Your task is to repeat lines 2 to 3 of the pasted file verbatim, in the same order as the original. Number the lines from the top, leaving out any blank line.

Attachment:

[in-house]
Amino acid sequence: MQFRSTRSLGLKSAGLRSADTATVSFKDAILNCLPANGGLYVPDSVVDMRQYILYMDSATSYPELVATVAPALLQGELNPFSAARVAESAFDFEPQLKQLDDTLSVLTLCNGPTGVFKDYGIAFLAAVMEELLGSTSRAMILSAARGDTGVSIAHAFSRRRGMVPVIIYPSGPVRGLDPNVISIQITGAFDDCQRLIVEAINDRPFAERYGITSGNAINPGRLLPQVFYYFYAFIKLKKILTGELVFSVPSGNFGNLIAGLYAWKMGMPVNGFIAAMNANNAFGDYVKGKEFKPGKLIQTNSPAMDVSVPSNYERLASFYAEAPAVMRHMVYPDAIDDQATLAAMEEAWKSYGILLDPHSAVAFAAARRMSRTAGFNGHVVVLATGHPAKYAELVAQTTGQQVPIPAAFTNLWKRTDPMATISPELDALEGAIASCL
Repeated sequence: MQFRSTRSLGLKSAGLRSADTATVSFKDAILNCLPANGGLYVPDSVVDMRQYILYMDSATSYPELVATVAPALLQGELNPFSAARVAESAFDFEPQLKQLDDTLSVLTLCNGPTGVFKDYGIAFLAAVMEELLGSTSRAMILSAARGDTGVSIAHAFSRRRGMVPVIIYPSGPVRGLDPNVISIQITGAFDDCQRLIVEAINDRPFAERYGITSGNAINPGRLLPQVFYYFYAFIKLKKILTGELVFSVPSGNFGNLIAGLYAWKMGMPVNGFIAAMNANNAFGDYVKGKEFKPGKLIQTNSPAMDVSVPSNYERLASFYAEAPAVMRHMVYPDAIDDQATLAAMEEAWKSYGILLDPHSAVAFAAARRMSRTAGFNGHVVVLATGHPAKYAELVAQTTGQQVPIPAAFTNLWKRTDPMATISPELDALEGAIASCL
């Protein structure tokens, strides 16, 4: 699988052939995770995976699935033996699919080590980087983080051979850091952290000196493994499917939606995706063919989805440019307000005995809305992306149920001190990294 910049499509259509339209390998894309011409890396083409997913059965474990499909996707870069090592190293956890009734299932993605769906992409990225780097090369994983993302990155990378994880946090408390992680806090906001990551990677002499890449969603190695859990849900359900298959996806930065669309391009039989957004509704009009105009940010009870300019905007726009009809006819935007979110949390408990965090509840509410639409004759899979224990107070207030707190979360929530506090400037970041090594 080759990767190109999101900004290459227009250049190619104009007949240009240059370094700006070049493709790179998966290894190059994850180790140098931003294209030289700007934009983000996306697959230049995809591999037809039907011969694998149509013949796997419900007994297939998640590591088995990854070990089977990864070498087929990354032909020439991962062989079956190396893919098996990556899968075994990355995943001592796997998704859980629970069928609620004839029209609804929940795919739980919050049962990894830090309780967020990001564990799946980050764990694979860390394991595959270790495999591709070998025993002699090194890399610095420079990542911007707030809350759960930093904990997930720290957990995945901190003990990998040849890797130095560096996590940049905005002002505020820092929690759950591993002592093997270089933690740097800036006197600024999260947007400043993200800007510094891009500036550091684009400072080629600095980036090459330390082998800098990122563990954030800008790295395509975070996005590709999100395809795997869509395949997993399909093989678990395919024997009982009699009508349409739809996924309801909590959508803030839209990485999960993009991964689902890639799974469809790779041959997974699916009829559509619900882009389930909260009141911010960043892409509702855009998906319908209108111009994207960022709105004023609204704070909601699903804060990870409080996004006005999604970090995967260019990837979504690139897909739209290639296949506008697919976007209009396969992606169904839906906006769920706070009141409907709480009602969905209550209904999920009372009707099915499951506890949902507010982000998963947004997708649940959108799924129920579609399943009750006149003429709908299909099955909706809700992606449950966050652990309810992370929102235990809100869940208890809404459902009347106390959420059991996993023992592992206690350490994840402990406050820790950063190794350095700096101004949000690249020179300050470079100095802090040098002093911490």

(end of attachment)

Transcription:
Amino acid sequence: MQFRSTRSLGLKSAGLRSADTATVSFKDAILNCLPANGGLYVPDSVVDMRQYILYMDSATSYPELVATVAPALLQGELNPFSAARVAESAFDFEPQLKQLDDTLSVLTLCNGPTGVFKDYGIAFLAAVMEELLGSTSRAMILSAARGDTGVSIAHAFSRRRGMVPVIIYPSGPVRGLDPNVISIQITGAFDDCQRLIVEAINDRPFAERYGITSGNAINPGRLLPQVFYYFYAFIKLKKILTGELVFSVPSGNFGNLIAGLYAWKMGMPVNGFIAAMNANNAFGDYVKGKEFKPGKLIQTNSPAMDVSVPSNYERLASFYAEAPAVMRHMVYPDAIDDQATLAAMEEAWKSYGILLDPHSAVAFAAARRMSRTAGFNGHVVVLATGHPAKYAELVAQTTGQQVPIPAAFTNLWKRTDPMATISPELDALEGAIASCL
Repeated sequence: MQFRSTRSLGLKSAGLRSADTATVSFKDAILNCLPANGGLYVPDSVVDMRQYILYMDSATSYPELVATVAPALLQGELNPFSAARVAESAFDFEPQLKQLDDTLSVLTLCNGPTGVFKDYGIAFLAAVMEELLGSTSRAMILSAARGDTGVSIAHAFSRRRGMVPVIIYPSGPVRGLDPNVISIQITGAFDDCQRLIVEAINDRPFAERYGITSGNAINPGRLLPQVFYYFYAFIKLKKILTGELVFSVPSGNFGNLIAGLYAWKMGMPVNGFIAAMNANNAFGDYVKGKEFKPGKLIQTNSPAMDVSVPSNYERLASFYAEAPAVMRHMVYPDAIDDQATLAAMEEAWKSYGILLDPHSAVAFAAARRMSRTAGFNGHVVVLATGHPAKYAELVAQTTGQQVPIPAAFTNLWKRTDPMATISPELDALEGAIASCL